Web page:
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Will insurers and reinsurers ask for employees’ vaccination profiles at EB renewals?

07 October 2021 Guardrisk
Francois Schaap, Managing Executive at Guardrisk Life

Francois Schaap, Managing Executive at Guardrisk Life

With death claims soaring in the wake of the Covid-19 pandemic, employer and fund schemes offering employee benefits (EB) have not escaped unscathed and this is likely to affect pricing at renewal. That’s according to Francois Schaap, Managing Executive, Guardrisk Life.

“Current vaccine data shows that the higher the vaccine rate in a specified group, the lower the risk of serious illness and death and it makes sense that insurers and reinsurers will price accordingly,” said Schaap. With no end in sight for the pandemic, and yet another new variant of Covid identified in South Africa recently, Covid is going to be a challenge that insurers and reinsurers (and employer and fund schemes) are going to grapple with for the foreseeable future.

Schaap predicts that, “in terms of EB risks impacted by Covid, it is not inconceivable that insurers and reinsurers could start asking for employees’ vaccination profiles; and those entities that are able to extract this type of risk mitigating information will reap the benefits because it will be used to determine exposures and pricing, and assess underwriting structures.”

One way that employers can mitigate price increases is to self-insure their EB schemes, which allows for EB programmes to be customized according to prevailing internal and external risks.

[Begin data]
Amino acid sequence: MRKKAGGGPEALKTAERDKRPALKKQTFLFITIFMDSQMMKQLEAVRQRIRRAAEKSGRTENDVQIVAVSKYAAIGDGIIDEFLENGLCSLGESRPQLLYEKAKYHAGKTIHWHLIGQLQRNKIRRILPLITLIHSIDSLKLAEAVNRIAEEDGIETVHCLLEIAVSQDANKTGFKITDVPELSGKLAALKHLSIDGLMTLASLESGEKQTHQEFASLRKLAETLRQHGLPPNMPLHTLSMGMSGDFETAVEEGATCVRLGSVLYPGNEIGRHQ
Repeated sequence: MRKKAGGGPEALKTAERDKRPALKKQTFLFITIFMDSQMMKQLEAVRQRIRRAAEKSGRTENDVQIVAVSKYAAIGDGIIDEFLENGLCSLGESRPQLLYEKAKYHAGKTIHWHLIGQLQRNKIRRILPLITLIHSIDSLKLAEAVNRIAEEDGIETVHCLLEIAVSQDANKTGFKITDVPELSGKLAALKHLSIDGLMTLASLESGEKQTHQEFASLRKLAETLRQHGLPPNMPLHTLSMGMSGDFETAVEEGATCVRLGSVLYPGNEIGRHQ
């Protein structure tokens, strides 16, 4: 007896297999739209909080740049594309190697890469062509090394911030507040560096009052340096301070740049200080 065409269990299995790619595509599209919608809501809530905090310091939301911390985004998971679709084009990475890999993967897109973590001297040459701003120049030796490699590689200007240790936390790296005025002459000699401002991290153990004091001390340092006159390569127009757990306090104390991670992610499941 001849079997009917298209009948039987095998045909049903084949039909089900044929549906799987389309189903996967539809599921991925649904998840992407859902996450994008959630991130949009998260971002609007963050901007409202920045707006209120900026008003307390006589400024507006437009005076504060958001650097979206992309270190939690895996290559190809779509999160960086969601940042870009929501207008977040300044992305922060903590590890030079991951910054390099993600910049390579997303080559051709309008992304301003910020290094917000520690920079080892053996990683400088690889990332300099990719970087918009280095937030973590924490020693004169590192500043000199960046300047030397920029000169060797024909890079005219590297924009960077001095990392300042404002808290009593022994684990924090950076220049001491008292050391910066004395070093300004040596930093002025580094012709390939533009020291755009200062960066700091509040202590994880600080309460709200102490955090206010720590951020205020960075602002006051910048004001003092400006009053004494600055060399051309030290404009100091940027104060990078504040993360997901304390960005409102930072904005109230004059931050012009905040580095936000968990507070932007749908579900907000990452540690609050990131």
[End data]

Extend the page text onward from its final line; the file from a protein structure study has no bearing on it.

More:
“During times of uncertainty and volatility such as Covid-19, self-insurance of benefits through a cell captive structure allows for EB programmes to be structured periodically with different protection covers being offered by professional life reinsurers to lay off some of the client’s high exposures. Then, when normality returns to the market and the client’s circumstances, the self-insurance component can be increased again,” said Schaap.

There is a misconception that self-insurance means that the cell takes 100% of the risk for its own account. The degree of self-insurance depends entirely on the client’s risk appetite, claims’ experience and external market factors, of which Covid is one example. Most employers and funds may start their journey conservatively by taking minimal risk and then increase self-insurance levels as they get comfortable with the concept and as reserves grow.

Reliable updated data lies at the heart of the cell captive model; the more data that is available regarding the risk profile and claims experience, the more accurately the risk can be priced. This determines self-insurance appetite and, when outsourced, often leads to lower rates.

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The second draft amendments to Regulation 28 will allow retirement funds to allocate up to 45% of their assets to SA infrastructure, with a further 10% for rest of Africa; but the equity & offshore caps remain unchanged. What are your thoughts on the proposal?

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